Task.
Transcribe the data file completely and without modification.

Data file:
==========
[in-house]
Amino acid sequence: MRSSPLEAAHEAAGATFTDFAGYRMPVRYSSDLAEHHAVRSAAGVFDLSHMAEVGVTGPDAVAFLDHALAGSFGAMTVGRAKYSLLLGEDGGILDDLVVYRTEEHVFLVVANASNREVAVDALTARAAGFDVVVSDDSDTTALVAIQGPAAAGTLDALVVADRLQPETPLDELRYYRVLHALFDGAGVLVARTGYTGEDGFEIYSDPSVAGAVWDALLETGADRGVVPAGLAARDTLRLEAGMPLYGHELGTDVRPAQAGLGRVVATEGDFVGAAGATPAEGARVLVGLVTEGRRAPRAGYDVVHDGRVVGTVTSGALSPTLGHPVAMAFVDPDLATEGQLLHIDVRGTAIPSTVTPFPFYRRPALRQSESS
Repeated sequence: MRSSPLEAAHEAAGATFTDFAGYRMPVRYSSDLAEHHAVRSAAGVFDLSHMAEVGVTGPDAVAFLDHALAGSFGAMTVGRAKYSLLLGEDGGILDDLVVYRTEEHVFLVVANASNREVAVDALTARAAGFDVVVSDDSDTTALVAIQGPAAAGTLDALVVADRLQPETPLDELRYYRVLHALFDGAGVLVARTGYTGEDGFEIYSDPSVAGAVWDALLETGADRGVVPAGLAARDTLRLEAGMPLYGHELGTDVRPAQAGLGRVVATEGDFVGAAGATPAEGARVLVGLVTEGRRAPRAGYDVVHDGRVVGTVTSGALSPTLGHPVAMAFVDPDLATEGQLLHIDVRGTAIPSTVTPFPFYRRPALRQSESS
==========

[in-house]
Amino acid sequence: MRSSPLEAAHEAAGATFTDFAGYRMPVRYSSDLAEHHAVRSAAGVFDLSHMAEVGVTGPDAVAFLDHALAGSFGAMTVGRAKYSLLLGEDGGILDDLVVYRTEEHVFLVVANASNREVAVDALTARAAGFDVVVSDDSDTTALVAIQGPAAAGTLDALVVADRLQPETPLDELRYYRVLHALFDGAGVLVARTGYTGEDGFEIYSDPSVAGAVWDALLETGADRGVVPAGLAARDTLRLEAGMPLYGHELGTDVRPAQAGLGRVVATEGDFVGAAGATPAEGARVLVGLVTEGRRAPRAGYDVVHDGRVVGTVTSGALSPTLGHPVAMAFVDPDLATEGQLLHIDVRGTAIPSTVTPFPFYRRPALRQSESS
Repeated sequence: MRSSPLEAAHEAAGATFTDFAGYRMPVRYSSDLAEHHAVRSAAGVFDLSHMAEVGVTGPDAVAFLDHALAGSFGAMTVGRAKYSLLLGEDGGILDDLVVYRTEEHVFLVVANASNREVAVDALTARAAGFDVVVSDDSDTTALVAIQGPAAAGTLDALVVADRLQPETPLDELRYYRVLHALFDGAGVLVARTGYTGEDGFEIYSDPSVAGAVWDALLETGADRGVVPAGLAARDTLRLEAGMPLYGHELGTDVRPAQAGLGRVVATEGDFVGAAGATPAEGARVLVGLVTEGRRAPRAGYDVVHDGRVVGTVTSGALSPTLGHPVAMAFVDPDLATEGQLLHIDVRGTAIPSTVTPFPFYRRPALRQSESS